# Sum of rational and irrational is irrational

• bigchaka
In summary: The proof uses a contradiction and a lemma. The contradiction is that if a+q is rational and q is rational, then aq is rational. The lemma is that if a and b are rational then ba is rational. So if a+q is rational, then aq is rational because ba is rational.
bigchaka
Summary:: i get a proof that sum of rational and irrational is rational
which is wrong(obviously)

let a be irrational and q is rational. prove that a+q is irrational.
i already searched in the web for the correct proof but i can't seem to understand why my proof is false.
my proof:

as you can see the proof i get is that the sum is rational.
can someone explain why thi

I don't understand why you talk about ##a+q## and write about ##a\cdot q##.
Anyway. What you did is: If ##a+q=q'## then ##a\in \mathbb{Q}##. This is correct. You wrote that ##a## is irrational, but you didn't use it. Quite the opposite is true: you started with an equation where ##a## is already rational.

This is the way to prove it anyway, both additive and multiplicative:

Given ##a\notin \mathbb{Q}## and ##q\in \mathbb{Q}##.
Assume ##a+q \in \mathbb{Q}##. Then ##a+q=q'\in \mathbb{Q}## i.e. ##a=q'-q \in \mathbb{Q}## since ##\mathbb{Q}## is closed under addition. But this contradicts ##a\notin \mathbb{Q}##, hence the assumption ##a+q \in \mathbb{Q}## was wrong, i.e. ##a+q \notin \mathbb{Q}##.

Multiplication goes the same way, except that you have to deal with ##q=0## as special case where the statement is wrong. The proof needs inverse elements and ##0## has no multiplicative inverse.

Last edited:
bigchaka and etotheipi
fresh_42 said:
I don't understand why you talk about a+q and write about a⋅q.
Anyway. What you did is: If a+q=q′ then a∈Q. This is correct. You wrote that a is irrational, but you didn't use it. Quite the opposite is true: you started with an equation where a is already rational.

This is the way to prove it anyway, both additive and multiplicative:

Given a∉Q and q∈Q.
Assume a+q∈Q. Then a+q=q′∈Q i.e. a=q′−q∈Q since Q is closed under addition. But this contradicts a∉Q, hence the assumption a+q∈Q was wrong, i.e. a+q∉Q.

Multiplication is the same way.
sorry my bad. it was mixed inside my head i did proofs all the day..
you are right.

You have shown "if a+q is rational and q is rational then aq is rational". Which is correct, but a+q and q both being rational implies a is rational.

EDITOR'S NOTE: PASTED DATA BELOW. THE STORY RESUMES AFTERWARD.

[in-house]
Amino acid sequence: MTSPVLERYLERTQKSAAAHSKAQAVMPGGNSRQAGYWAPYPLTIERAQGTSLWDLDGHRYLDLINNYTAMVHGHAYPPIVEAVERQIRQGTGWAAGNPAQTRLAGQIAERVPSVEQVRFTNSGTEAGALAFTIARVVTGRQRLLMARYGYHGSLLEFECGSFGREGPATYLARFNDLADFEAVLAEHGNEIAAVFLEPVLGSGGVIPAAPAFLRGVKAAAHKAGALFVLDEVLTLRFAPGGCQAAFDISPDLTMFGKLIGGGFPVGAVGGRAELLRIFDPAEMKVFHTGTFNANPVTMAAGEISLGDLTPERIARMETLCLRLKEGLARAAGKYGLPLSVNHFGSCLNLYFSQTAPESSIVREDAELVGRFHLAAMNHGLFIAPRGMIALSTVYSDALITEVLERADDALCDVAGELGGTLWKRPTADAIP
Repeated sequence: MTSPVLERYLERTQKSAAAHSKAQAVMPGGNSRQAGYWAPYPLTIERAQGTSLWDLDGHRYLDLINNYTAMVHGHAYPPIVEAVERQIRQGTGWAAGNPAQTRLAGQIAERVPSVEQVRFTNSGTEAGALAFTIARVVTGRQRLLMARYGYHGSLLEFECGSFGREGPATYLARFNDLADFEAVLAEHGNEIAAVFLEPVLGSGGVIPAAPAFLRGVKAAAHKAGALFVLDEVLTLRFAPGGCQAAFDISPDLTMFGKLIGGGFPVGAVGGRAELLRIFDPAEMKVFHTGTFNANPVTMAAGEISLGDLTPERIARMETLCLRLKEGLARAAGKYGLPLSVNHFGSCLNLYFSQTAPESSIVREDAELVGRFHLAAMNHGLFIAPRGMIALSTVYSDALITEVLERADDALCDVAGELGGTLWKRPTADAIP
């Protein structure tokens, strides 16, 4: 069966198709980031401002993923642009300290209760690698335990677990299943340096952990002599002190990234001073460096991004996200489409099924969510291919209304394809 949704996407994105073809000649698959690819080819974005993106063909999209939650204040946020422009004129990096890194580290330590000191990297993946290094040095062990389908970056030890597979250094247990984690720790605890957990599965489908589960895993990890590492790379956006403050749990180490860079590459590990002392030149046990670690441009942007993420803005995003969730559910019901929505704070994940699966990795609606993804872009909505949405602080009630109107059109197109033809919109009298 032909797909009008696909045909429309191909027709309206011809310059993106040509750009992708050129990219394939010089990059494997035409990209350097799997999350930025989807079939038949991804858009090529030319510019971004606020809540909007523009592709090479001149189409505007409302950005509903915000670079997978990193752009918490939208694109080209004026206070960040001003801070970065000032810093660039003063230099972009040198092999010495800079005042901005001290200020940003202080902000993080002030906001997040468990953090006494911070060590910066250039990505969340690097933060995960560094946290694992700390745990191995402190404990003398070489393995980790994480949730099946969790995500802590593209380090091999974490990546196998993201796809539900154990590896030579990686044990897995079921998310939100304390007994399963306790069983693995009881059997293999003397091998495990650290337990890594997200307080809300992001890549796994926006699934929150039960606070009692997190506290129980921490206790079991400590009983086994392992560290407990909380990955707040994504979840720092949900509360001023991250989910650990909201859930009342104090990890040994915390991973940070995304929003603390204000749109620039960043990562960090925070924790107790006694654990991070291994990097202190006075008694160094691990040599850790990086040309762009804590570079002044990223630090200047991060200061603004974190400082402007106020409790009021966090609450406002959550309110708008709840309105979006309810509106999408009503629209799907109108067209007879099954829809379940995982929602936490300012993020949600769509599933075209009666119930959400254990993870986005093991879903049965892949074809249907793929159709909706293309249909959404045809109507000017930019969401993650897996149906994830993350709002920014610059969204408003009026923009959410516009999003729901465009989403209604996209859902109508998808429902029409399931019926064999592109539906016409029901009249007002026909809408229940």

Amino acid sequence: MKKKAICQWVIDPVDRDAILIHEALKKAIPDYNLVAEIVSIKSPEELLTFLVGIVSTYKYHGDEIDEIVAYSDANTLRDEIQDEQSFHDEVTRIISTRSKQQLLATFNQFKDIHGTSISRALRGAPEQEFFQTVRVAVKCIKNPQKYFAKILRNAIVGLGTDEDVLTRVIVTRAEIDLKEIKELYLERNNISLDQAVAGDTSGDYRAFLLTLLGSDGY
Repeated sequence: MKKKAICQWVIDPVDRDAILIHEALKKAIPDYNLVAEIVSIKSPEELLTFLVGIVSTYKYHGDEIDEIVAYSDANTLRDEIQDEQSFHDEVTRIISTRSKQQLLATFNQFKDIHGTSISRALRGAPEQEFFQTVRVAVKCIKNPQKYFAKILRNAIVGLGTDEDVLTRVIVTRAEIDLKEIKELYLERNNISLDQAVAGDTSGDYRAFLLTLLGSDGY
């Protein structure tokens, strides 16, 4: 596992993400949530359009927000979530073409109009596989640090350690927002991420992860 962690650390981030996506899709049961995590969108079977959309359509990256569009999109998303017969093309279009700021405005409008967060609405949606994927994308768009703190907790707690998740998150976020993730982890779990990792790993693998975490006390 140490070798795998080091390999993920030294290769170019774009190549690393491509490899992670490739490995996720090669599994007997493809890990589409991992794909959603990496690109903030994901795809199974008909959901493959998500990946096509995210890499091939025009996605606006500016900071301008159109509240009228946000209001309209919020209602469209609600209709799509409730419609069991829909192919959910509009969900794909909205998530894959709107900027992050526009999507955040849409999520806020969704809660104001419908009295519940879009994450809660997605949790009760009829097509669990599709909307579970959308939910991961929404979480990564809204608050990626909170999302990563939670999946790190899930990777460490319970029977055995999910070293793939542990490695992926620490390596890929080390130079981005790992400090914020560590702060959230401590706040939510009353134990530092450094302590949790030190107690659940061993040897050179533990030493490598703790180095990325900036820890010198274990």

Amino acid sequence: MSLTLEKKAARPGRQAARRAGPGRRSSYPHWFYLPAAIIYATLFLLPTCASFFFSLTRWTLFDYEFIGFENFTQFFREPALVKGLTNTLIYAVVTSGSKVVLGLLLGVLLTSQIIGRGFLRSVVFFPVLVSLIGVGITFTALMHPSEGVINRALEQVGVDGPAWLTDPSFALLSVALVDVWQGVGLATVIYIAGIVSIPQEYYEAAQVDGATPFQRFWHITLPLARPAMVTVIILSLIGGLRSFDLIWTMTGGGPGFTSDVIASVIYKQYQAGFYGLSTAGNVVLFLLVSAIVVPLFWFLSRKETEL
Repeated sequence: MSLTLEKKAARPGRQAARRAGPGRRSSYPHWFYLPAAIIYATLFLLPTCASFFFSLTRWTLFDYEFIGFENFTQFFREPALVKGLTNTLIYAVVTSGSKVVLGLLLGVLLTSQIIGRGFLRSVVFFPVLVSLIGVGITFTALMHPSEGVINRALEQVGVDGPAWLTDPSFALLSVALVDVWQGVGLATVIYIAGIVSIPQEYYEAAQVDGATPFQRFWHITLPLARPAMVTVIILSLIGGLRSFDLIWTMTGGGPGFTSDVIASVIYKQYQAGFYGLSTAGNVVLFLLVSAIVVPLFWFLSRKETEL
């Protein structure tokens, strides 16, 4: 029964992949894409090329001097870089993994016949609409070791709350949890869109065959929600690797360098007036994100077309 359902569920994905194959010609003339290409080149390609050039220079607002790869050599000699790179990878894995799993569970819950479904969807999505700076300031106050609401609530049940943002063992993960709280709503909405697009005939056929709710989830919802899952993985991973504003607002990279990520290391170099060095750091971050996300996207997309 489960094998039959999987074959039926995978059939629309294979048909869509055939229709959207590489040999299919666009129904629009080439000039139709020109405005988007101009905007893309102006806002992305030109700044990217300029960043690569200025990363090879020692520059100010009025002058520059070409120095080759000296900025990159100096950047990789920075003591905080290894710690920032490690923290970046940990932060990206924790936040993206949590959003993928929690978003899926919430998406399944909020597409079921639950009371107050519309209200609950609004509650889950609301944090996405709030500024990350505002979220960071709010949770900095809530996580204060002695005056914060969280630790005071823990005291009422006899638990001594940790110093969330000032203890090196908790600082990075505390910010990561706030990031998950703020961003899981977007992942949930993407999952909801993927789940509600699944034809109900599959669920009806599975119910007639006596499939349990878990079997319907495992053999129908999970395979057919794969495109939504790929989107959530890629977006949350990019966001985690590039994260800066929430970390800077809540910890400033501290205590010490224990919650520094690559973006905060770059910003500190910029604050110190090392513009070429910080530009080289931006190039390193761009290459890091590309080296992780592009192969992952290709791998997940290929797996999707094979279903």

bigchaka
mfb said:
You have shown "if a+q is rational and q is rational then aq is rational". Which is correct, but a+q and q both being rational implies a is rational.
I got it, thanks!

It's really hard to follow the scribble, but in general, I would attack problems of this form with an indirect proof.

... this is a case of "two out of three ain't possible".

A simple proof follows immediately from the sum of two rationals being rational.

## 1. What is the definition of a rational number?

A rational number is a number that can be expressed as a ratio of two integers, meaning it can be written as a fraction in the form a/b where a and b are integers and b is not equal to 0.

## 2. What is the definition of an irrational number?

An irrational number is a number that cannot be expressed as a ratio of two integers. It is a non-repeating, non-terminating decimal and cannot be written as a fraction.

## 3. Why is the sum of a rational and an irrational number always irrational?

This is because when we add a rational and an irrational number, the result is a non-repeating, non-terminating decimal. Since the irrational number cannot be expressed as a fraction, it cannot be simplified or combined with the rational number to create a rational number. Therefore, the sum will always be irrational.

## 4. Can the sum of two irrational numbers be rational?

Yes, it is possible for the sum of two irrational numbers to be rational. For example, the sum of √2 and -√2 is 0, which is a rational number. However, this is only possible when the irrational numbers have opposite signs and equal magnitudes.

## 5. Are there any exceptions to the rule that the sum of a rational and an irrational number is irrational?

No, there are no exceptions to this rule. The sum of a rational and an irrational number will always be irrational, regardless of the specific numbers used. This is because the definition of an irrational number is that it cannot be expressed as a ratio of two integers, and adding a rational number to it will not change this fact.

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